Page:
Due in part because all of the theoretical texts I’m reading right now have some aspect of childhood recollections, but also due to a little kid I was watching in the café the other day, and to a black cat that crossed my path earlier, I’ve been thinking about my own childhood.
I’m not sure which came first, the theory and the kid and the cat, or this conversation with Briullov, but another direction from which it’s been on my mind was this – we walked along Chistye Prudy [Clean Ponds, an oxymoron in more ways than one; the stories I could tell in this digression...later] back towards American Embassy 2.0 (which seems an appropriate name for their apartment, all of its Western gadgetry…)
We passed a kid on a ridiculous wooden horse (a 2x4 roughly hewn), and I tried to describe the barrel-drum rocking lion we had as kids. That was a very bad ass piece of carpentry. I am finding myself, more and more, desiring to learn wood carving. [Briullov mentioned a Brecht play in which the bourgeois husband character announces, at the outset, that he made all the furniture on stage. Throughout the action the furniture all breaks.]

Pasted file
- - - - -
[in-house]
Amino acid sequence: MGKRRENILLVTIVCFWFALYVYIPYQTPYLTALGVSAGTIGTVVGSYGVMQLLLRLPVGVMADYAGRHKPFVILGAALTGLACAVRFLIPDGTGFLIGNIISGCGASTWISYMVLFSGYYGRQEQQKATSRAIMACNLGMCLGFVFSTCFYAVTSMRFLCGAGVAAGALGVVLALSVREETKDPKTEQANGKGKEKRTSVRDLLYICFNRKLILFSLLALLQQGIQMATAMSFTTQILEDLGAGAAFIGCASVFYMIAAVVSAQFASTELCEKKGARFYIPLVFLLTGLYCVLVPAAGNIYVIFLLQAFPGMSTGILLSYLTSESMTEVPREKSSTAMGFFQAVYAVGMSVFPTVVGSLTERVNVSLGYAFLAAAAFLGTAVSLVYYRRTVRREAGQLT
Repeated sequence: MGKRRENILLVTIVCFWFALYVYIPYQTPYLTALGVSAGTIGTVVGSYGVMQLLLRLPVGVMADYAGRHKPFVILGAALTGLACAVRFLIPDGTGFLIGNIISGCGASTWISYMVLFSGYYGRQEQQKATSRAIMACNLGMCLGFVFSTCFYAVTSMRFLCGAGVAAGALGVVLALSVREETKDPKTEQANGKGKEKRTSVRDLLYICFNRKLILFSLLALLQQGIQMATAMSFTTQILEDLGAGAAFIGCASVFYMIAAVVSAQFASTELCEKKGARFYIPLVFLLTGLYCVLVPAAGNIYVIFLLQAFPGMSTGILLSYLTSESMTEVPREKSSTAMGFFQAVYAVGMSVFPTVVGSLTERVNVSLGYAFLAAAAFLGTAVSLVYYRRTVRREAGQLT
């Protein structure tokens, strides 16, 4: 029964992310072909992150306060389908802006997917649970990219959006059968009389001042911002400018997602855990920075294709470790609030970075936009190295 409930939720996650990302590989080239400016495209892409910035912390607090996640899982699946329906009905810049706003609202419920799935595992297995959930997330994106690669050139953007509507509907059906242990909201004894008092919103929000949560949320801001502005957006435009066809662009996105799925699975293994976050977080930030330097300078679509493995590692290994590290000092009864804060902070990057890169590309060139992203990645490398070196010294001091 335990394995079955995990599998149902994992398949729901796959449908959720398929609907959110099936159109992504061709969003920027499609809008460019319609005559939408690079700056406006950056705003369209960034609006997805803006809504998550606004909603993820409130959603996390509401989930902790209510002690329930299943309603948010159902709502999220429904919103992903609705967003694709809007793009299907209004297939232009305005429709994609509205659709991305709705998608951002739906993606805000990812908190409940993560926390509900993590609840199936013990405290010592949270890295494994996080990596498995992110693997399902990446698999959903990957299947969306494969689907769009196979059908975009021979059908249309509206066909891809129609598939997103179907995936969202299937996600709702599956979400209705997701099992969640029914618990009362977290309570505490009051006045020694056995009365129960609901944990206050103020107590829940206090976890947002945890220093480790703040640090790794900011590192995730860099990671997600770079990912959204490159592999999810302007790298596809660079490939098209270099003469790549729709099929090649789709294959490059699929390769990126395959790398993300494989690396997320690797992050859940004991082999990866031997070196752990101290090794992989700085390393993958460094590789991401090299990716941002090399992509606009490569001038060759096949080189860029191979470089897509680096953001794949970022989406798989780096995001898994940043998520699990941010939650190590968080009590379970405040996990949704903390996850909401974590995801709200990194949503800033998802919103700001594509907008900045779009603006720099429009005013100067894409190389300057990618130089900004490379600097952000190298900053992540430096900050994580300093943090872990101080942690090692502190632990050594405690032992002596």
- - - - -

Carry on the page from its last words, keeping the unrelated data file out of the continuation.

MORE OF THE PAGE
And then I remembered Visa with the Napoleon hat fashioned out of a Fisher Price™ bridge, and the first clear memory of that horrible rhyme: “Step on a crack/Break your mother's back,” and how we gleefully jumped from one crack to the next down the promenade in the mall...
It was only the other day, sitting by a monument to Krylov [a 19th century folktale collector/writer] that I recalled a time, when I was seven or eight, perhaps, and the car broke down in Manchvegas, and my mother walked into a street sign. How funny I thought it was – for that was the part that stuck in my memory – what an adventure it was! We walked down the street from the garage, to the McDonalds, and had some greasy meal.
Only now, finally, have I figured out how worrisome it must have been to be there, without a car, with three little children (or more? I can’t remember the full cast of characters there involved) – and the little kids we were, no less. Luckily we didn’t pick a fight with one another.
What an adventure it was. How quickly things fall apart.
8 months ago